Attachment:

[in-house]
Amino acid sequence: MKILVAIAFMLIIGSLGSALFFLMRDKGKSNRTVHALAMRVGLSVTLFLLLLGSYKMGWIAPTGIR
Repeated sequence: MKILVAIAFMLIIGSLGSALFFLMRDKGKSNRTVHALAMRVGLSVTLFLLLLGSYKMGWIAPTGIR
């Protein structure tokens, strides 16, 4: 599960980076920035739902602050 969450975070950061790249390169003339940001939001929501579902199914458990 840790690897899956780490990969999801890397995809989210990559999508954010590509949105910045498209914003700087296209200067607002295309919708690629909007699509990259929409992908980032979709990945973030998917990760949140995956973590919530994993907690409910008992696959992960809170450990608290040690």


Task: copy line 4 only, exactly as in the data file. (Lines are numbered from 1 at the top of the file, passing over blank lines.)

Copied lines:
């Protein structure tokens, strides 16, 4: 599960980076920035739902602050 969450975070950061790249390169003339940001939001929501579902199914458990 840790690897899956780490990969999801890397995809989210990559999508954010590509949105910045498209914003700087296209200067607002295309919708690629909007699509990259929409992908980032979709990945973030998917990760949140995956973590919530994993907690409910008992696959992960809170450990608290040690």